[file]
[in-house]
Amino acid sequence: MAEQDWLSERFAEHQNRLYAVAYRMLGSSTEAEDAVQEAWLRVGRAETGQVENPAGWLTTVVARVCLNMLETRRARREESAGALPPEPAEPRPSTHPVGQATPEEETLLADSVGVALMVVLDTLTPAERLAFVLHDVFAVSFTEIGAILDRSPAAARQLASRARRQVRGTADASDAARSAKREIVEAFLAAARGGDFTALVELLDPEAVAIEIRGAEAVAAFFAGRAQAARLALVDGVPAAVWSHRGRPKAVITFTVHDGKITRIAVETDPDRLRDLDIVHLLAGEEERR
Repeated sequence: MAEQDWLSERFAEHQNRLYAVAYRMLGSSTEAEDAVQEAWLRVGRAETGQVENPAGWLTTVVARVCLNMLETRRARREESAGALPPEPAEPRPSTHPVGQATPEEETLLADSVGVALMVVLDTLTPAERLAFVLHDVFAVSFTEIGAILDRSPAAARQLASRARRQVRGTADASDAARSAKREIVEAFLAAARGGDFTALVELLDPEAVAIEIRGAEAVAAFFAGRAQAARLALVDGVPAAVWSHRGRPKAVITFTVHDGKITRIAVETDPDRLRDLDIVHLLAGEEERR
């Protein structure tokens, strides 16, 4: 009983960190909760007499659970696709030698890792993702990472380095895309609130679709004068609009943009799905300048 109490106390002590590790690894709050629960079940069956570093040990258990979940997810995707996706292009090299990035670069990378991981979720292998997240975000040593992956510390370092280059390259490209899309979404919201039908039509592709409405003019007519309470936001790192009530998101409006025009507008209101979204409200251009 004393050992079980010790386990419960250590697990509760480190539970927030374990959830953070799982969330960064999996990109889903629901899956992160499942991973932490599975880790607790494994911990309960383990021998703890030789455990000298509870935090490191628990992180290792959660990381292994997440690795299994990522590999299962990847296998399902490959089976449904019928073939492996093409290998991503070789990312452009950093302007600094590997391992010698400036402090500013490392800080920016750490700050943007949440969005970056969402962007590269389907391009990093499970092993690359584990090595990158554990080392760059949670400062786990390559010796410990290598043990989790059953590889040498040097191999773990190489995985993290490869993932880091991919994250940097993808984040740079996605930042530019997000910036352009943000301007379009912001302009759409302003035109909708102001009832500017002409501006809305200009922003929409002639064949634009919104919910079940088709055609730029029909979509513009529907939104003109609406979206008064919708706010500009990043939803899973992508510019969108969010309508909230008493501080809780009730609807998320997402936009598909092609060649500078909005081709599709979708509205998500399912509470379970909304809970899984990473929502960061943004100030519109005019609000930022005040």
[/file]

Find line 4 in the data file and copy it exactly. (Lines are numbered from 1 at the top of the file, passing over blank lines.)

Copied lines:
């Protein structure tokens, strides 16, 4: 009983960190909760007499659970696709030698890792993702990472380095895309609130679709004068609009943009799905300048 109490106390002590590790690894709050629960079940069956570093040990258990979940997810995707996706292009090299990035670069990378991981979720292998997240975000040593992956510390370092280059390259490209899309979404919201039908039509592709409405003019007519309470936001790192009530998101409006025009507008209101979204409200251009 004393050992079980010790386990419960250590697990509760480190539970927030374990959830953070799982969330960064999996990109889903629901899956992160499942991973932490599975880790607790494994911990309960383990021998703890030789455990000298509870935090490191628990992180290792959660990381292994997440690795299994990522590999299962990847296998399902490959089976449904019928073939492996093409290998991503070789990312452009950093302007600094590997391992010698400036402090500013490392800080920016750490700050943007949440969005970056969402962007590269389907391009990093499970092993690359584990090595990158554990080392760059949670400062786990390559010796410990290598043990989790059953590889040498040097191999773990190489995985993290490869993932880091991919994250940097993808984040740079996605930042530019997000910036352009943000301007379009912001302009759409302003035109909708102001009832500017002409501006809305200009922003929409002639064949634009919104919910079940088709055609730029029909979509513009529907939104003109609406979206008064919708706010500009990043939803899973992508510019969108969010309508909230008493501080809780009730609807998320997402936009598909092609060649500078909005081709599709979708509205998500399912509470379970909304809970899984990473929502960061943004100030519109005019609000930022005040």